- 7 x 10.
- 33 photographs, 6 color photographs.
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The material properties of late medieval manuscripts testify to the power of visual images to shape both the reading experience and the reader. Early fifteenth-century Paris saw a proliferation of luxury manuscripts whose luminous illustrations situate the reader as spectator, and Christine de Pizan's Epistre Othea exemplifies the power of visual representation to shape the medieval reading experience.
In Myth, Montage, and Visuality in Late Medieval Manuscript Culture Marilynn Desmond and Pamela Sheingorn analyze the ways in which Othea manuscripts display classical myths for late medieval humanist, chivalric, and Christian readers. Desmond and Sheingorn's innovative study draws extensively on film theory and its notions of spectatorship to explore the ethical implications of viewing illustrated manuscripts for the medieval reader. Focusing particularly on the twin manuscripts of the Othea in the Duke's manuscript and the Queen's manuscript, the authors suggest that premodern and postmodern cultures share a predilection for the cinematic arrangement of knowledge in a montage format in which meaning derives from unexpected juxtapositions.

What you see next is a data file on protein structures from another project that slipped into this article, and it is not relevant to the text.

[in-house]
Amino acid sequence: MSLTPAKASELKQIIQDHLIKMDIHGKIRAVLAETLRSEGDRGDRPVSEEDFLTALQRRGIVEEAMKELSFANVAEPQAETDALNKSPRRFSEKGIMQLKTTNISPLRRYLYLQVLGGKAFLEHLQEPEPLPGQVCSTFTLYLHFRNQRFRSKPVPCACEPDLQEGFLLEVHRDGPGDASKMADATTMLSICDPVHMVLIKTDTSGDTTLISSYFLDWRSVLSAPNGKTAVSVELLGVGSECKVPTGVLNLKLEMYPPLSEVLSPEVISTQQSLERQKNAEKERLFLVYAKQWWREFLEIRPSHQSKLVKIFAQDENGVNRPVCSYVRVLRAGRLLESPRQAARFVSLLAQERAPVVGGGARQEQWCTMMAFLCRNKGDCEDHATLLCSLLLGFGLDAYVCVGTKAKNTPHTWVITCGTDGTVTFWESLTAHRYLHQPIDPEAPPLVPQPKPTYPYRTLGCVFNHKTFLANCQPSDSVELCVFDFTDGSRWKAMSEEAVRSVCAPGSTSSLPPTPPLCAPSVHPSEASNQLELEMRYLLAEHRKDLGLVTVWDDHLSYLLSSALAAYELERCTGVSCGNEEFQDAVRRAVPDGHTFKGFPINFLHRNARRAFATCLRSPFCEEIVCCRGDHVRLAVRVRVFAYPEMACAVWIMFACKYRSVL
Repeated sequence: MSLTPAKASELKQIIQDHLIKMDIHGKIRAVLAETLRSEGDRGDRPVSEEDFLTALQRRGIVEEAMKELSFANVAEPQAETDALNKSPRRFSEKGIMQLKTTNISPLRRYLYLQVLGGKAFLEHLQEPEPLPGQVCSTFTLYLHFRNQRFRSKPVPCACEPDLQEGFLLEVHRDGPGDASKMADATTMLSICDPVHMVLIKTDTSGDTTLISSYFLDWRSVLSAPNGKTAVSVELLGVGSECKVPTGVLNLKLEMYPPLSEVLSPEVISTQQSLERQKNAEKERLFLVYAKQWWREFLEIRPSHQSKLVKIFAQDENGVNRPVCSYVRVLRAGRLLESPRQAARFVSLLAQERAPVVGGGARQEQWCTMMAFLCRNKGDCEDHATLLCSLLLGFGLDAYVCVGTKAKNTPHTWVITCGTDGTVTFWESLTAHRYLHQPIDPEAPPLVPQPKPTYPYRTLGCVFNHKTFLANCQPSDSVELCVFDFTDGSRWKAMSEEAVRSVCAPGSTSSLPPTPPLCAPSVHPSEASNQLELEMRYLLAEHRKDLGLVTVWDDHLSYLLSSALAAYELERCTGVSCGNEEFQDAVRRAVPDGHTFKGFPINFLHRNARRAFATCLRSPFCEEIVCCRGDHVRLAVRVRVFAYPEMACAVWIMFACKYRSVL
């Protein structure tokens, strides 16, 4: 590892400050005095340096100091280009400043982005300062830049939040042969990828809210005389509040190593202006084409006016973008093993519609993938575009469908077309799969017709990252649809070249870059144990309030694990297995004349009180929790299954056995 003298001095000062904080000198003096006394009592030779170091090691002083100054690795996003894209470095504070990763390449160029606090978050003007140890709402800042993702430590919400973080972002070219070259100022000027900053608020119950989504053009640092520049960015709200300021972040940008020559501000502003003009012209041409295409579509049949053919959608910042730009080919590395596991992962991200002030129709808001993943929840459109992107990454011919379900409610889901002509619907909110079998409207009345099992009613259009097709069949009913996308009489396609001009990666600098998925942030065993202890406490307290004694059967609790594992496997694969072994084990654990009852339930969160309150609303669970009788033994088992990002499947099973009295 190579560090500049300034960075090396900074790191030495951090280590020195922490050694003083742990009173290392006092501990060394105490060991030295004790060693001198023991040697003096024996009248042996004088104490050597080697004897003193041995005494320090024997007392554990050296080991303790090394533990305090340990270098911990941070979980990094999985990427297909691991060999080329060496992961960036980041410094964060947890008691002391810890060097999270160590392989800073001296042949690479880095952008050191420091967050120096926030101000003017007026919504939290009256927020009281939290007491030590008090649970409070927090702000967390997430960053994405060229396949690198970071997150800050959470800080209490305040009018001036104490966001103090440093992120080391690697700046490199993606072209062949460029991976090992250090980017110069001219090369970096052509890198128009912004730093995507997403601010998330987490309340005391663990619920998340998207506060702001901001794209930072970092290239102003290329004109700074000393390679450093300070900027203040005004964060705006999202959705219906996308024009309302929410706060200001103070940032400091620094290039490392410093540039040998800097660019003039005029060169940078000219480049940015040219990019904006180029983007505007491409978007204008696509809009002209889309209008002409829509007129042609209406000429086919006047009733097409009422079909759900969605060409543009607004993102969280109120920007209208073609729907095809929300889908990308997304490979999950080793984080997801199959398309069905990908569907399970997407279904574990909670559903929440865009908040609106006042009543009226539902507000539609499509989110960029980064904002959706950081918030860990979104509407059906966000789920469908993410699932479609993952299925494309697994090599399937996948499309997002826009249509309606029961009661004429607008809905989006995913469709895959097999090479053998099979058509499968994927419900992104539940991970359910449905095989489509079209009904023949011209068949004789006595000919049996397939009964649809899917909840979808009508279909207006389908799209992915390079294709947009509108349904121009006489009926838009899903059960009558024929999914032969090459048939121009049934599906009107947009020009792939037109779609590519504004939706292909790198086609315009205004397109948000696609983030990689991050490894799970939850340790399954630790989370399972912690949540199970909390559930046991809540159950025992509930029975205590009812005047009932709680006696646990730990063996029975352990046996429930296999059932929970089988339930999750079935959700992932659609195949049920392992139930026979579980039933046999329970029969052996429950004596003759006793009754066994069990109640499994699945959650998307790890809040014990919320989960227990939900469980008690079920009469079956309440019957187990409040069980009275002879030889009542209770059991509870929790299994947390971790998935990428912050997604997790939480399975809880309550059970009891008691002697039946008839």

"Marilynn Desmond and Pamela Sheingorn successfully conduct a cross-disciplinary reading of one of Christine de Pizan's major prose works, the Epistre Othea (1400) by creating a theoretical framework, which is informed by art history as well as current performance and cinema theory. Their contribution is a fine example of how postmodern approaches to literature, culture, and the visual arts can be applied to texts of the past, in this case, the late middle ages."
—Medieval Feminist Forum
"Myth, Montage, and Visuality in Late Medieval Culture is in fact aptly titled, being a study of medieval retellings of classical myth, the concept of montage (a non-narrative arrangement in which meaning is derived from unexpected juxtapositions), and visuality...by which gender and authority are constructed in relation to a light-filled field. These three themes may appear disparate, but have all arisen through these authors' long and careful consideration... These authors are to be commended for providing an inspiring application, both evocative and responsible, of self-consciously modern concepts to medieval material."
"How often does a scholar succeed in publishing a book whose aesthetic quality corresponds to that of the object of the study? Marilynn Desmond and Pamela Sheingorn, scholars of English literature and art history, respectively, achieve exactly this with their study of Christine de Pizan's Epistre Othea, which allows their readers to delight in images-but not only that."
—Margarete Zimmerman, Technische Universitat Berlin, Speculum